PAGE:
A new patent awarded to Ford suggests the U.S. automaker is considering the use of cryptocurrency to let cars on the road communicate with each other and reduce traffic.
The patent - "Vehicle-to-vehicle cooperation to marshal traffic" - was published Tuesday and awarded to Ford Global Technologies, LLC. It focuses on ways to alleviate traffic congestion, proposing that communication to coordinate speeds between vehicles can counteract, in part, "the psychology of human drivers who focus on their individual travel time preferences."
The document published Tuesday details a "Cooperatively Managed Merge and Pass (CMMP) system" in which "driving behavior is monitored, recorded, and evaluated in a collective manner by themselves and other participating vehicles."
The application goes on to explain:
"This system would temporarily allow for particular cooperative vehicles (sometimes referred to as 'consumer vehicles') to drive at higher speeds in less-occupied lanes of traffic and also to merge and pass freely when needed. Other participating cooperative vehicles (sometimes referred to as 'merchant vehicles') voluntarily occupy slower lanes of traffic to [allow] the consumer vehicle to merge into their lanes and pass as needed."
Notably, it outlines how a kind of cryptocurrency called CMMP tokens could be used to facilitate the messages between vehicles, stating:
"The CMMP system operates with individual token-based transactions, where the merchant vehicles and the consumers' vehicles agree to trade units of cryptocurrency (sometimes referred to as 'CMMP tokens'). The CMMP tokens are used to validate and authorize a transaction in which, at consumer vehicles' request, the merchant vehicles either occupy slower lanes of traffic themselves, or allow the consumer vehicle to merge into their own lane and pass as necessary."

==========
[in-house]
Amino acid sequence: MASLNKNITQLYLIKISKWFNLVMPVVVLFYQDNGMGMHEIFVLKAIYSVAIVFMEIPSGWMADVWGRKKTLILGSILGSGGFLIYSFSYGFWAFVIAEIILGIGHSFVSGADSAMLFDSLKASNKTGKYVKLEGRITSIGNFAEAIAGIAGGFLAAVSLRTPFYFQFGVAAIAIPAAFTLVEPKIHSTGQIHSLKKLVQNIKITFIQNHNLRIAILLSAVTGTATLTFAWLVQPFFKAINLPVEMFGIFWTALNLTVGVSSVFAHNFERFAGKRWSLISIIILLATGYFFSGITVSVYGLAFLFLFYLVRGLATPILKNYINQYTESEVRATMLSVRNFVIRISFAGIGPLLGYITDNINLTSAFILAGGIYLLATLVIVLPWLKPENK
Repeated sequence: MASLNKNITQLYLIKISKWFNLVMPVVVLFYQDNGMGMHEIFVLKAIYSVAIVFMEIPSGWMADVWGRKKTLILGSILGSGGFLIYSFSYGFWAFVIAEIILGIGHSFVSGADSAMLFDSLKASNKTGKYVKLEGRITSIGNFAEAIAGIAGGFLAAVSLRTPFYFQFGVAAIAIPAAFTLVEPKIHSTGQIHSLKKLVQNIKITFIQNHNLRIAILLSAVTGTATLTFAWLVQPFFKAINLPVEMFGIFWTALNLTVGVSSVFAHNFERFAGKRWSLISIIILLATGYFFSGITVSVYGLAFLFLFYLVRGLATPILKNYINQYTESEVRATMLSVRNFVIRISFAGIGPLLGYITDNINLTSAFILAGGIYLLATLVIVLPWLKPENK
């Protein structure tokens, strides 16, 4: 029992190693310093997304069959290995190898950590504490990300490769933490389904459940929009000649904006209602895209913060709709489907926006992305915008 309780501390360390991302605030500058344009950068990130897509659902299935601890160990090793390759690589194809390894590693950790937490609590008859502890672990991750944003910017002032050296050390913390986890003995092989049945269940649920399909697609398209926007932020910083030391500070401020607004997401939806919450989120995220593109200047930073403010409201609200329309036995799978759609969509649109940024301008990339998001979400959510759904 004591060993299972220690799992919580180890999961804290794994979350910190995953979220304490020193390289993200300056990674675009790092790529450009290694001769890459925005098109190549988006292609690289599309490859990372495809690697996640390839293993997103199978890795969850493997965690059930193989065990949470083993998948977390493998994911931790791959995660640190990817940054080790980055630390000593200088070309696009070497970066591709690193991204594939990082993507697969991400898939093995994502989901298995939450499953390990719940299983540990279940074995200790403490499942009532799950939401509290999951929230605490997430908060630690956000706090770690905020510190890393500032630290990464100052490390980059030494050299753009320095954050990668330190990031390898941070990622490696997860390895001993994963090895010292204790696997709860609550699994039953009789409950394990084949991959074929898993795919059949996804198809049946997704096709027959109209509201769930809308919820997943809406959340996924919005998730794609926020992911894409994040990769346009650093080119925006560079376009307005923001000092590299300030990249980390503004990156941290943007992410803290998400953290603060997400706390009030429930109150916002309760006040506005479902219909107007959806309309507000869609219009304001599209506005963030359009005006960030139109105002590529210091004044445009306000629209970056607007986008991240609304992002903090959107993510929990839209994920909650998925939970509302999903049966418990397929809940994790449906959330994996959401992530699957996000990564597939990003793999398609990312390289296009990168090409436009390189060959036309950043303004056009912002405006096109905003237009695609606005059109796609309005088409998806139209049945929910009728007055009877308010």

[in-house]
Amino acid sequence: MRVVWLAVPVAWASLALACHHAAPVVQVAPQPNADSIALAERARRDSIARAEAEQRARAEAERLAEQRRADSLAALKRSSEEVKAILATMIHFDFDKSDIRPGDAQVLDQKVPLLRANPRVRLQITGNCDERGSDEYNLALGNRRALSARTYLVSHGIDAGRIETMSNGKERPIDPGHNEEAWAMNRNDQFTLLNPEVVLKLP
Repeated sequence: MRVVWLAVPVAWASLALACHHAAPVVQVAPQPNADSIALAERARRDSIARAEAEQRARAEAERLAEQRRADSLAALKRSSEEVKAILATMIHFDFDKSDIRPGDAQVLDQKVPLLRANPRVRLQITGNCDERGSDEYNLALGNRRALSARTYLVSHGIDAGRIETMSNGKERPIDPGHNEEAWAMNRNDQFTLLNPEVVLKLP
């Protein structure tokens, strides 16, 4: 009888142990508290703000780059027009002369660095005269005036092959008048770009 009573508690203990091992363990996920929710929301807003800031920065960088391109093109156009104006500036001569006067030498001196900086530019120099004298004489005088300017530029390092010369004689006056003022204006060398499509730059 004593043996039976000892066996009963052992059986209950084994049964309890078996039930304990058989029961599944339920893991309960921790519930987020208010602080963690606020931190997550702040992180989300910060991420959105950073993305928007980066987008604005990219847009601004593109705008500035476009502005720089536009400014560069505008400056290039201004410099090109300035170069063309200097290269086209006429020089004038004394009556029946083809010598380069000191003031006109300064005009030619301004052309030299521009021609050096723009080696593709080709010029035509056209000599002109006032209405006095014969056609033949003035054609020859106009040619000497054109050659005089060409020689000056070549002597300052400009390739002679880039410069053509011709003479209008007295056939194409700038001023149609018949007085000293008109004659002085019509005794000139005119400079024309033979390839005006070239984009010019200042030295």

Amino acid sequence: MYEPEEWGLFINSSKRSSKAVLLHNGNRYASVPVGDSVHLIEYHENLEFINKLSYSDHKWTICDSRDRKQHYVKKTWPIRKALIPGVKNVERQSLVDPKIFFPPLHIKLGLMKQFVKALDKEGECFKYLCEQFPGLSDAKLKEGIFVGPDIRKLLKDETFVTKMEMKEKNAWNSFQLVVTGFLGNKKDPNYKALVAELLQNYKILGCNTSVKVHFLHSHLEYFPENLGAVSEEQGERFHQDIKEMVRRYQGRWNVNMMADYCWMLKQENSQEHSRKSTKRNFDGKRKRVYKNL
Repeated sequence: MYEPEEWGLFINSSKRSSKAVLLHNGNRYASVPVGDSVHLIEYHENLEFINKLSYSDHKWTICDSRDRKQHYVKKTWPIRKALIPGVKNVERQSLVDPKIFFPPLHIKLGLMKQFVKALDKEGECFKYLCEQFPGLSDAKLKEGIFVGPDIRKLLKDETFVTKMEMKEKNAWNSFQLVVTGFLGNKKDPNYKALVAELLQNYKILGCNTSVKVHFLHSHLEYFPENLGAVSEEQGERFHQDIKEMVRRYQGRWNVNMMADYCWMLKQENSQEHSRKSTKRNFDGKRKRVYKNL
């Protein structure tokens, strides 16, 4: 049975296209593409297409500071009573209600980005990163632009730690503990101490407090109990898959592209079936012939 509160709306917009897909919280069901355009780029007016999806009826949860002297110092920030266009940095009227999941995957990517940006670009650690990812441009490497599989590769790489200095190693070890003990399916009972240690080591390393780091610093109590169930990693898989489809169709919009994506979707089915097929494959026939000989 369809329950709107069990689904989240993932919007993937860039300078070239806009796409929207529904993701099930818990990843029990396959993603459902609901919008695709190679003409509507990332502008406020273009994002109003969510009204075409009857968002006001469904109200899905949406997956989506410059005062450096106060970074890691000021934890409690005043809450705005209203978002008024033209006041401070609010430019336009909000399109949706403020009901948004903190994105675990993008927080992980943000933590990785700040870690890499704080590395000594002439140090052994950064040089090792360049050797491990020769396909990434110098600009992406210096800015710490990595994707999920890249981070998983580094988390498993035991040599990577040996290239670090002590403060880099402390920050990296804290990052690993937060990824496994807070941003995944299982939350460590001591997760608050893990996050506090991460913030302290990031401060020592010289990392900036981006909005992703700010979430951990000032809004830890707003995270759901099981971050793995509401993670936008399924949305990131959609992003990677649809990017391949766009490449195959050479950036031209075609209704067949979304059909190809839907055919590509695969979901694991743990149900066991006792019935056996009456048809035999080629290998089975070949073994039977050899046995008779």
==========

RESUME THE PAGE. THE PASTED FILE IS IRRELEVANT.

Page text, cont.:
Additionally, the token payments would be used as a kind of on-the-road credit within the proposed system.
"In some examples, the time allotted to the request of the consumer vehicle is based on the number of CMMP tokens chosen by the consumer vehicle to be spent at that particular time," the patent document states. "For example, a driver of a consumer vehicle which is running late for an appointment may request to pass any participating merchant vehicles for a duration of 10 minutes on a particular road or highway for 60 CMMP tokens, at a rate of 10 seconds preferential access per token."
Though the automaker hasn't revealed much about its work with blockchain to date, a job posting from last year indicated that the company was looking to develop some in-house expertise on the subject.
"We are looking for a strategic thinker and researcher to lead and pioneer work in the branch of Blockchain technology applied to mobility use cases that would help deliver superior user experiences for our customers," the company wrote at the time, as reported by Trustnodes. The listing, as of press time, is no longer available.
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